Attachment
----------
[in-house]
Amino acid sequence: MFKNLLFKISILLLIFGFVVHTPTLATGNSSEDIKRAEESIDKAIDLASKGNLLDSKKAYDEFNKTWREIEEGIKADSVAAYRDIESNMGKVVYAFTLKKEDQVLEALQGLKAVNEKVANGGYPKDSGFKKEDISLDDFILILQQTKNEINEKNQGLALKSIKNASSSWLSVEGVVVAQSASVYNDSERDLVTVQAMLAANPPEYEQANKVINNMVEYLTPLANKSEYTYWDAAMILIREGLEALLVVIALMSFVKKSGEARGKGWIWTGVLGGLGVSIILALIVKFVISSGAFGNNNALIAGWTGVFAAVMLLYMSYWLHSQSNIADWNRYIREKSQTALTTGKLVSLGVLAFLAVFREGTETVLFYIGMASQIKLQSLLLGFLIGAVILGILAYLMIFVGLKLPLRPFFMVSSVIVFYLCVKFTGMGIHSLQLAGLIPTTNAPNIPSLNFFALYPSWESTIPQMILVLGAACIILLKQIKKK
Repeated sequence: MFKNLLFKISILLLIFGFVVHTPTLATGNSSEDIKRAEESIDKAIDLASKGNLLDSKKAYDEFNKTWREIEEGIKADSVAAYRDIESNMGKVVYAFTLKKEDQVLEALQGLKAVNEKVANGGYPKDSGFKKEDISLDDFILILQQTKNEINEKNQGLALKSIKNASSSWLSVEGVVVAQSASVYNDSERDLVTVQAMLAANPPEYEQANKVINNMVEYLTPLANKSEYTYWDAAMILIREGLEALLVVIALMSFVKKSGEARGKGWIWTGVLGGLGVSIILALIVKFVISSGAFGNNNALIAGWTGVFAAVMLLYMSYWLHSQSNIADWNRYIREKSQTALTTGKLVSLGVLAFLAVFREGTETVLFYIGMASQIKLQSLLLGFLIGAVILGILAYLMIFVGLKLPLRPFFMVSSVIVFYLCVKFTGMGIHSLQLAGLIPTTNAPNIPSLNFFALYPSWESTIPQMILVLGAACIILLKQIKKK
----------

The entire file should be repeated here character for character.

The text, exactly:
[in-house]
Amino acid sequence: MFKNLLFKISILLLIFGFVVHTPTLATGNSSEDIKRAEESIDKAIDLASKGNLLDSKKAYDEFNKTWREIEEGIKADSVAAYRDIESNMGKVVYAFTLKKEDQVLEALQGLKAVNEKVANGGYPKDSGFKKEDISLDDFILILQQTKNEINEKNQGLALKSIKNASSSWLSVEGVVVAQSASVYNDSERDLVTVQAMLAANPPEYEQANKVINNMVEYLTPLANKSEYTYWDAAMILIREGLEALLVVIALMSFVKKSGEARGKGWIWTGVLGGLGVSIILALIVKFVISSGAFGNNNALIAGWTGVFAAVMLLYMSYWLHSQSNIADWNRYIREKSQTALTTGKLVSLGVLAFLAVFREGTETVLFYIGMASQIKLQSLLLGFLIGAVILGILAYLMIFVGLKLPLRPFFMVSSVIVFYLCVKFTGMGIHSLQLAGLIPTTNAPNIPSLNFFALYPSWESTIPQMILVLGAACIILLKQIKKK
Repeated sequence: MFKNLLFKISILLLIFGFVVHTPTLATGNSSEDIKRAEESIDKAIDLASKGNLLDSKKAYDEFNKTWREIEEGIKADSVAAYRDIESNMGKVVYAFTLKKEDQVLEALQGLKAVNEKVANGGYPKDSGFKKEDISLDDFILILQQTKNEINEKNQGLALKSIKNASSSWLSVEGVVVAQSASVYNDSERDLVTVQAMLAANPPEYEQANKVINNMVEYLTPLANKSEYTYWDAAMILIREGLEALLVVIALMSFVKKSGEARGKGWIWTGVLGGLGVSIILALIVKFVISSGAFGNNNALIAGWTGVFAAVMLLYMSYWLHSQSNIADWNRYIREKSQTALTTGKLVSLGVLAFLAVFREGTETVLFYIGMASQIKLQSLLLGFLIGAVILGILAYLMIFVGLKLPLRPFFMVSSVIVFYLCVKFTGMGIHSLQLAGLIPTTNAPNIPSLNFFALYPSWESTIPQMILVLGAACIILLKQIKKK